By Tom Ballard, Chief Alliance Officer, PYA
In a first-ever opportunity for a Knoxville-based start-up accelerator, every company going through the Knoxville Entrepreneur Center’s (KEC) “The Works” program this year has received some seed investment.
The eight teams – four focused on media content and four focused on coding – are about midway through the intense program that culminates with a combined “Demo Day” on September 20 during “Innov865 Week.”
As previously announced, Scripps Networks Interactive was taking an equity interest in the four teams comprising the media/content track, and Angel Capital Group (ACG) was leading an effort to raise a dedicated fund for the four coding start-ups.
Thanks to 11 investors including yours truly, the ACCELER865 Fund has made an investment in the coding teams that wanted and needed the seed capital.
“We did fund the 2016 coding cohort alongside Scripps,” Eric Dobson, Chief Executive Officer (CEO) of ACG, says, quickly underscoring the word “we” and giving the credit to a number of individuals. “We simply provided the vehicle (ACG) for the investors.”
Dobson says the impetus for the initiative started with a call from Roger Kiger in January. The Chief Manager and Wealth Strategist at Visionary Horizons Wealth Management is also a key player in Knoxville’s Lighthouse Fund.
“Roger wanted to talk about what we could do to bolster the mission of KEC,” Dobson says. “He encouraged ACG to launch the fund, and he agreed to write the first check.”
As the old saying goes, the first money is the hardest to raise. Once the first check was written, others came on board.
“It is in many respects like 3D printing,” Dobson observes in drawing an analogy between adding other investors to build the fund and printing layers on top of layers to create a new object using the additive manufacturing process.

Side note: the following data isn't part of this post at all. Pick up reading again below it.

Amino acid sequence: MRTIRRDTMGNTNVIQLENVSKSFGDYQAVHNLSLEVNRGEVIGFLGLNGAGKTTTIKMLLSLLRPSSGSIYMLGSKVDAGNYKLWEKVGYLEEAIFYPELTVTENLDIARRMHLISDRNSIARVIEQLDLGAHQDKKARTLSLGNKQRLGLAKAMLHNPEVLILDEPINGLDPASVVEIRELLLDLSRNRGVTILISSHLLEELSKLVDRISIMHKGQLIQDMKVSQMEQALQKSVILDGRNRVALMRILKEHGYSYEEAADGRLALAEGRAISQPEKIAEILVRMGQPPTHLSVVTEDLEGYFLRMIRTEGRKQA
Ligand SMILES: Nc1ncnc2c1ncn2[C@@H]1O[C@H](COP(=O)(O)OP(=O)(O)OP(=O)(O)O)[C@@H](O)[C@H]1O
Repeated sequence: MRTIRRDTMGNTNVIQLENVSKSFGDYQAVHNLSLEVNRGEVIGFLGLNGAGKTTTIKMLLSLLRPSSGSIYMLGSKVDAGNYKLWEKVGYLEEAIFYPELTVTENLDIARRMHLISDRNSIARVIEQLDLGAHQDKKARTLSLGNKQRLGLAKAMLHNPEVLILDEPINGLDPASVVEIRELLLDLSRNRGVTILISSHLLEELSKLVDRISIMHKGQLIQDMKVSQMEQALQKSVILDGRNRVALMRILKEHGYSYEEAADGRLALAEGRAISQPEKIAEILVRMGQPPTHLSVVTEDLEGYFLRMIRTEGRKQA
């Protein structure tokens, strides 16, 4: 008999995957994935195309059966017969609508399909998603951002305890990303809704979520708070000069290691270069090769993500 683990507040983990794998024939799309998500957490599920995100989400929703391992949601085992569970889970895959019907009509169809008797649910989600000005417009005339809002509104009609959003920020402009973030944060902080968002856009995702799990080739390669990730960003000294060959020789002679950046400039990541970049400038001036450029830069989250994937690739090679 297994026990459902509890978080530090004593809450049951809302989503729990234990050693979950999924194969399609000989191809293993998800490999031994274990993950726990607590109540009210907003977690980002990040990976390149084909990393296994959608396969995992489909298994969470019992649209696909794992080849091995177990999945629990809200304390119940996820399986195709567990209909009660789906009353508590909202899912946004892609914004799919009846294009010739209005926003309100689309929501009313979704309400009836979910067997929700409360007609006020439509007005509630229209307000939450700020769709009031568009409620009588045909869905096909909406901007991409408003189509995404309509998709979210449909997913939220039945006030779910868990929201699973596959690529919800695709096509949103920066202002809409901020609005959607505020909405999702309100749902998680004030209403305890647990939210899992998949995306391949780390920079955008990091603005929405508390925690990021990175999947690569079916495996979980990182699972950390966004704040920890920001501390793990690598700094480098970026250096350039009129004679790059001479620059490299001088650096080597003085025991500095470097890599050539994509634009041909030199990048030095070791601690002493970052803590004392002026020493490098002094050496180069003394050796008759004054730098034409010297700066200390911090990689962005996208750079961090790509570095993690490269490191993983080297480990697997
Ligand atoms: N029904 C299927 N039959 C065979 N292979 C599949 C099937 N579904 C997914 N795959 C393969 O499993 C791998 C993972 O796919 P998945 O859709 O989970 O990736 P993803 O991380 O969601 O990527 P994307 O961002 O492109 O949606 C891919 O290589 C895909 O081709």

ACG’s CEO also gives credit to Jim Biggs, KEC’s Executive Director, and his team for building the type of program that attracts strong entrepreneurs with fundable ideas.
“These are some of the strongest companies we’ve seen compared to previous accelerator programs,” Dobson said.
For KEC, the funding for start-ups in “The Works,” regardless of the source of funding, adds a new recruitment tool.
“We’re very excited for the ongoing support of our investor community and particularly grateful to Eric and Roger and the folks at ACG for their efforts to build the Acceler865 Fund this summer,” Biggs said. “The seed capital they’re investing will provide a great foundation for the entrepreneurs coming through ‘The Works’ accelerator, and we look forward to expanding the opportunity for additional funding in future programs.”
Those who follow the accelerator movement across the country know the most successful ones provide a financial incentive to attract the entrepreneurs to their programs that run about three months on average. That initial investment allows the entrepreneur to focus full-time on the business opportunity during the program, with the expectation that they will be in a position to raise additional capital upon completion. It also is an economic development tool – attract start-ups from elsewhere to test drive your city in the hope that they will stay or encourage local entrepreneurs to immerse themselves in advancing their ideas.
As far as the future, Dobson says, “I expect this to be an annual effort, so the community should be ready for another call in the spring of 2017.”